A couple of days ago, the Indian government slashed the interest rate on the Employee Provident Fund (EPF) to a 40-year low — 8.1% for FY22. Naturally, a lot of people weren’t happy with this cut in returns. So in today’s Finshots, we decided to explore the inner working of the EPF and see how the government sets the interest rates.
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If there’s one savings instrument that most of us don’t need an introduction to, it’s the Employee Provident Fund (EPF). We see it in our payslips each month and it’s most likely the first real savings that every salaried person makes. In fact, the moment you receive the very first paycheque, your employer deducts a part of your salary and diverts it into an EPF account. You don’t get a say here.
And since its creation in 1952, the EPF Organisation (EPFO) has grown into a veritable behemoth. It has 60 million members and manages nearly ₹18 lakh crores! Not because people necessarily love it, but simply because it’s a mandatory investment.
But the question is, where does the EPF invest all those lakhs of crores of rupees? And how does the EPFO guarantee an interest rate every year much like a bank fixed deposit?
Well, let’s dive in.
You see, for over 60 years of its existence, employees would contribute a fixed sum monthly, and the folks sitting at the EPFO would redirect 100% of this money into fairly safe investments — things like bonds issued by the Indian central and state governments, banks, and other well established private companies. Obviously, when an entity borrows money by issuing a bond, it pays an interest rate. And since the EPFO is an investor, it was bound to earn the interest too. This interest, in turn, gets passed along to the EPF subscribers like and that’s how we see those returns. Actually, that’s not entirely true. The promised interest doesn’t actually get paid out to us. Instead, it accumulates in our EPF account and we can withdraw it come retirement or in the event of emergencies.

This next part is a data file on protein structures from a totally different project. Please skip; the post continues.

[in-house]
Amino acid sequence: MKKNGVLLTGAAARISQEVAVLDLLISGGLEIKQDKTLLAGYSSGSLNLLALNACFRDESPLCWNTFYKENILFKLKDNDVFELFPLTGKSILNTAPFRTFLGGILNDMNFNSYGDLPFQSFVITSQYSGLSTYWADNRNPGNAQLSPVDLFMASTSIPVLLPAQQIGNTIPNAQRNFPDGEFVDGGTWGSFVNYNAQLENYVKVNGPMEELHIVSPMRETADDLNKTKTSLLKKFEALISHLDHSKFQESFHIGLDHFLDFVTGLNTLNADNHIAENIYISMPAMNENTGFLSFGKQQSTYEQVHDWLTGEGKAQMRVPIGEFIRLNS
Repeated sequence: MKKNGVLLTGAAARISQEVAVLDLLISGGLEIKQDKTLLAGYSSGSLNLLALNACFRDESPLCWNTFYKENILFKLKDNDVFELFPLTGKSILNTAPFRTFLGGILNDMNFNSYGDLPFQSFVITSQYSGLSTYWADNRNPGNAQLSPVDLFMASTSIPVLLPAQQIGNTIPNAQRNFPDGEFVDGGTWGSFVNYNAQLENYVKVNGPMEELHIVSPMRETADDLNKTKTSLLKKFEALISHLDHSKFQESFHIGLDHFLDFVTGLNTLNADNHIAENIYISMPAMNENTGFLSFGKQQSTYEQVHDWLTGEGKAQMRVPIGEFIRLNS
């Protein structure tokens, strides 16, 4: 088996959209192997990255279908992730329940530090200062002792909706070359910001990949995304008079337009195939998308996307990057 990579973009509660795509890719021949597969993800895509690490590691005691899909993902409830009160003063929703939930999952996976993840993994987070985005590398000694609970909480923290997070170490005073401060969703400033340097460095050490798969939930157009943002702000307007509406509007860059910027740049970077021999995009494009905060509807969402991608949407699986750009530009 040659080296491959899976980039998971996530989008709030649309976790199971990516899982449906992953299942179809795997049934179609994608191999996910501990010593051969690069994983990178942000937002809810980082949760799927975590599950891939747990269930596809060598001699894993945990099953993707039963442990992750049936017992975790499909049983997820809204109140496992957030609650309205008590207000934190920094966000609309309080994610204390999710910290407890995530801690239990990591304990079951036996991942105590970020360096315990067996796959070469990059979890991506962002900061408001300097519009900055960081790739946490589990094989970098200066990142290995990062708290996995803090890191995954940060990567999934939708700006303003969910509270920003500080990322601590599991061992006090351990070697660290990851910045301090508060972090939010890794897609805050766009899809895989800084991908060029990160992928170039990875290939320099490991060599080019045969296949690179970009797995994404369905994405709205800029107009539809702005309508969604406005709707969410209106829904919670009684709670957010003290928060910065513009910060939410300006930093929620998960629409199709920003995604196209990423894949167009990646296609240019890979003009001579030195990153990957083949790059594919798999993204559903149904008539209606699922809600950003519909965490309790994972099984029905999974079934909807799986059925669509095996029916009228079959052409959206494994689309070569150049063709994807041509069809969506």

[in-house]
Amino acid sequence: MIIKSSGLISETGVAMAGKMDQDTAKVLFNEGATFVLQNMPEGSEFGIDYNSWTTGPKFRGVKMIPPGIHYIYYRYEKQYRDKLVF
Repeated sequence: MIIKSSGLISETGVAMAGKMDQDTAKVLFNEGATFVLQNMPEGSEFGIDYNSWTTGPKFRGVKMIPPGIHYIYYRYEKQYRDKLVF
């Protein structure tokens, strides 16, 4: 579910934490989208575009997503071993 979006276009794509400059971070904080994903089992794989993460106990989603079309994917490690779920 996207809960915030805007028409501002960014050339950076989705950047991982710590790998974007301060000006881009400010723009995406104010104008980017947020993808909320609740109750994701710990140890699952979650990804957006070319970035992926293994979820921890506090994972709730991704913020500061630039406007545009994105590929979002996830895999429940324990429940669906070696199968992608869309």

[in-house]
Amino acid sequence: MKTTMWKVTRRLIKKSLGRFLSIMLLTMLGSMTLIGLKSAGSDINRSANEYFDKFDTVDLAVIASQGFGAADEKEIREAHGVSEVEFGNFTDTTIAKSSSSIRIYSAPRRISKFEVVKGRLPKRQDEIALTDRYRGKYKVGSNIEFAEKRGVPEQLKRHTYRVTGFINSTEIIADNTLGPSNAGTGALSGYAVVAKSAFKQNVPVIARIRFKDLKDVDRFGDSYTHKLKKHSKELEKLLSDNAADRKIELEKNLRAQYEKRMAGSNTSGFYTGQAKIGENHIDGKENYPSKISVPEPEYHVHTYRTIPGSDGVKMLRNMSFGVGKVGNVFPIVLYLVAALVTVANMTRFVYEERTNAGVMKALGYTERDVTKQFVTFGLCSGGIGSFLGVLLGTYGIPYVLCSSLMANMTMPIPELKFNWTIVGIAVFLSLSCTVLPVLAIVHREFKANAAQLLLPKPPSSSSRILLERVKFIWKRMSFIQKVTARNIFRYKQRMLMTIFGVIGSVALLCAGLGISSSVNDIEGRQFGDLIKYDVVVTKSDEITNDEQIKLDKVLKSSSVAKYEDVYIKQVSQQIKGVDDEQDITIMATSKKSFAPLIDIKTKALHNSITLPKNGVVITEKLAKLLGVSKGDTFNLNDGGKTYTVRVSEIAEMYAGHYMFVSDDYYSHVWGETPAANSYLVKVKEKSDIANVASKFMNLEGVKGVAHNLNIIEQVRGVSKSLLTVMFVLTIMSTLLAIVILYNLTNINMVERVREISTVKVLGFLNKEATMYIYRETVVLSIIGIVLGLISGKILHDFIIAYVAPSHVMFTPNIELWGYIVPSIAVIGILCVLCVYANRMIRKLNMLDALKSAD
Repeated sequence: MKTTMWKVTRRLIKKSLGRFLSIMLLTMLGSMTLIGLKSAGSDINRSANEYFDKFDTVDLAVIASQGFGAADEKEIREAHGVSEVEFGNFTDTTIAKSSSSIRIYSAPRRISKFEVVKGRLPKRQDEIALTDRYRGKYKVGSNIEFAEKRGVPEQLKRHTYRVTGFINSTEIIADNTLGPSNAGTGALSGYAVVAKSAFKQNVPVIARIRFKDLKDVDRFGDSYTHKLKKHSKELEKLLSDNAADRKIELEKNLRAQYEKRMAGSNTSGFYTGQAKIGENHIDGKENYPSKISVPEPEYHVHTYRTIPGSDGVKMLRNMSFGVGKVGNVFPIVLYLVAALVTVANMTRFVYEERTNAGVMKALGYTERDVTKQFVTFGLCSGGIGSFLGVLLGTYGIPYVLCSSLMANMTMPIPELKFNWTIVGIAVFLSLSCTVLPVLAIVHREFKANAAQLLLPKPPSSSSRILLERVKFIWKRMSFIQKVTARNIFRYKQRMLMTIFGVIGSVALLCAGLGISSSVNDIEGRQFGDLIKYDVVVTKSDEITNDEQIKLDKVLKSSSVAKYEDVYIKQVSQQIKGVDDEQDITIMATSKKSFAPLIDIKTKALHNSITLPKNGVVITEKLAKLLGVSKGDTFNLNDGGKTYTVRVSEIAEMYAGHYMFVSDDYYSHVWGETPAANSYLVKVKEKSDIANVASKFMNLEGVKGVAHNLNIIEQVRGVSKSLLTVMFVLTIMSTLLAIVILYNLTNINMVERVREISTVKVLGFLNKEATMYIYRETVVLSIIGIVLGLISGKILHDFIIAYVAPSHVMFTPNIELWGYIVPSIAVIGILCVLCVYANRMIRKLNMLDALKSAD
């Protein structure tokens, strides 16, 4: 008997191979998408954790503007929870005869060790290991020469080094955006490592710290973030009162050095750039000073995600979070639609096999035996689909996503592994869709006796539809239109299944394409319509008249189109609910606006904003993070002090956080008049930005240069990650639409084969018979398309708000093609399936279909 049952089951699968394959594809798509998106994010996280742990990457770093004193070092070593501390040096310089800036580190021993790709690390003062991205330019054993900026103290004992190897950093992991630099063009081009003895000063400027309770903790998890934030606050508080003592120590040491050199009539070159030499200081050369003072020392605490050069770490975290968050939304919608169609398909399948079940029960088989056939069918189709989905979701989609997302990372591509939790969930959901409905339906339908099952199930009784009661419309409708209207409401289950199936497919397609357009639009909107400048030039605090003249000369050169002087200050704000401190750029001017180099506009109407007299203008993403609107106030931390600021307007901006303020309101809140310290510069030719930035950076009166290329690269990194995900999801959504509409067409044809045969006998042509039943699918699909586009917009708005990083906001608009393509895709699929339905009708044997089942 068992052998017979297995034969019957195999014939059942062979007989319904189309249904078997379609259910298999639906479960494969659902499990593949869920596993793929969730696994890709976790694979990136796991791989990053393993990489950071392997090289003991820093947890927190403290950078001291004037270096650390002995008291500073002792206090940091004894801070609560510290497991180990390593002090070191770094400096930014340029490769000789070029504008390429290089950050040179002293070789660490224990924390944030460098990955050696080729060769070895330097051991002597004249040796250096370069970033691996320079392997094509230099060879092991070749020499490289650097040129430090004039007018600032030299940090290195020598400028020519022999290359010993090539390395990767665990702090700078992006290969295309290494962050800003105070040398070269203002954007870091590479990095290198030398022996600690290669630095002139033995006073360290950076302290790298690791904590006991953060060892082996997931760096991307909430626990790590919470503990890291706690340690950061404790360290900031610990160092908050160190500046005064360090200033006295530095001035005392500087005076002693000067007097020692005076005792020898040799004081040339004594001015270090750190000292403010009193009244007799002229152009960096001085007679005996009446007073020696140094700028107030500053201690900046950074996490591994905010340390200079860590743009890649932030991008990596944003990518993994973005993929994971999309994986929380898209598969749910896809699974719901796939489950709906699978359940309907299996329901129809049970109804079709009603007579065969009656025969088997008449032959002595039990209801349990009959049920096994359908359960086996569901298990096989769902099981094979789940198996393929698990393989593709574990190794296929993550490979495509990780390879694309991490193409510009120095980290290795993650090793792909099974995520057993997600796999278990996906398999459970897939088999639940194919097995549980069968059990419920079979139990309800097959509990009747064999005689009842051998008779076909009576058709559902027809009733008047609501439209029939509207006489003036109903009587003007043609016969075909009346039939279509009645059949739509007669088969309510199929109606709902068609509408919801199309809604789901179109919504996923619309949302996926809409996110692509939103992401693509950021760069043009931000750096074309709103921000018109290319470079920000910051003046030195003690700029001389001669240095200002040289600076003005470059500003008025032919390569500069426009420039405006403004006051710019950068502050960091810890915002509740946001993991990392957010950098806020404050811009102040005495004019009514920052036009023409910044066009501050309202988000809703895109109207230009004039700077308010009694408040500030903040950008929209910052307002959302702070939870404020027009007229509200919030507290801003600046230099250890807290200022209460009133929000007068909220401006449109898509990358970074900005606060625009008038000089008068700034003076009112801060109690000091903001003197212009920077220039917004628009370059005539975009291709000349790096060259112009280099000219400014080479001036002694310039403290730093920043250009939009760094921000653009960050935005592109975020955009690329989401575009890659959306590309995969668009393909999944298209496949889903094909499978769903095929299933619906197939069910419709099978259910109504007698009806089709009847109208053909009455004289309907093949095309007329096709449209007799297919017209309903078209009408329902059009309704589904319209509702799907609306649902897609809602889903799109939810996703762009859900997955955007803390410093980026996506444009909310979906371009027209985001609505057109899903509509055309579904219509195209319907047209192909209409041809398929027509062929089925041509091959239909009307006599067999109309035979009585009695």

The simplistic version is that if interest from all these bonds was 9%, the EPFO declares an interest of 8.9%. It keeps a bit of interest to build a buffer. You know, for emergencies. And they perform this exercise every year.
It’s fairly straightforward.
But in 2020, the EPFO did something quite odd. Like always, it said that it would pay an interest rate of 8.5% for FY20. But then, it introduced a twist…the interest would be paid in two instalments. First, it would pay 8.15%. And later, it would tack on another 0.35%. Quite weird, isn’t it? Especially since it knows how much interest it earns on its investments.
So why did that happen, you ask?
Well, to understand this anomaly, we have to rewind a bit, to 2015.
You see, after decades of investing all the monies from subscribers into safe instruments like bonds, the EPFO decided to switch up its strategy. It turned to the tool that’s touted by personal finance geeks as the best way to create wealth — the stock markets. After all, stocks are meant for long-term wealth creation, and the EPF is supposed to be a long-term retirement tool. So the strategy kind of made sense. It started off by testing the waters with a 5% investment in the stock markets and gradually raised it up to 15% over the years. And it didn’t just go out and randomly buy stocks. It chose to invest through exchange-traded funds (ETF). For the uninitiated, think of an ETF as a low-cost product that typically replicates a stock index, such as the Nifty 50 or the Sensex 30. It’s an easy way for the EPF to get a bit of the stock market flavour.
And this means that only 85% of its monies are now invested into bonds. And 15% is routed to stocks. Now if you think about it, guaranteeing a return is quite tricky with that kind of a setup — after all, investments in stocks are “subject to market risks”.
And when the pandemic struck in early March 2020, the EPFO found itself in a bit of a pickle. It looked at the returns from its bond investments and observed that it had fallen to 7.5%. On the other hand, the stock market had begun to look shaky. No one knew what would happen. But the EPFO stuck to its guns and went ahead and announced that it would keep the interest rate rock steady at 8.5%.
By the end of March, the EPFO knew that trouble was brewing — the stock markets had crashed spectacularly and its gains were wiped out. So a few months later, it said, “Hey, we know we said 8.5%, but it’s looking a bit dicey. We promise to give you 8.15% now. And then we’re going to try and sell some of the stock investments to meet the additional 0.35%. We’re keeping our fingers crossed that the stock market will be kind to us.”
And luckily, that’s what happened. Stock markets zoomed upwards, and the EPFO was able to salvage the situation and pay the subscribers the promised interest of 8.5%.
So yeah, you can see why consistently promising relatively high returns can backfire. Stock markets don’t offer guaranteed returns and bonds can’t give you consistently high returns. And considering the markets haven’t been doing all that well in the recent past, maybe the government finally recognised that the interest rate had to fall.
Until next time…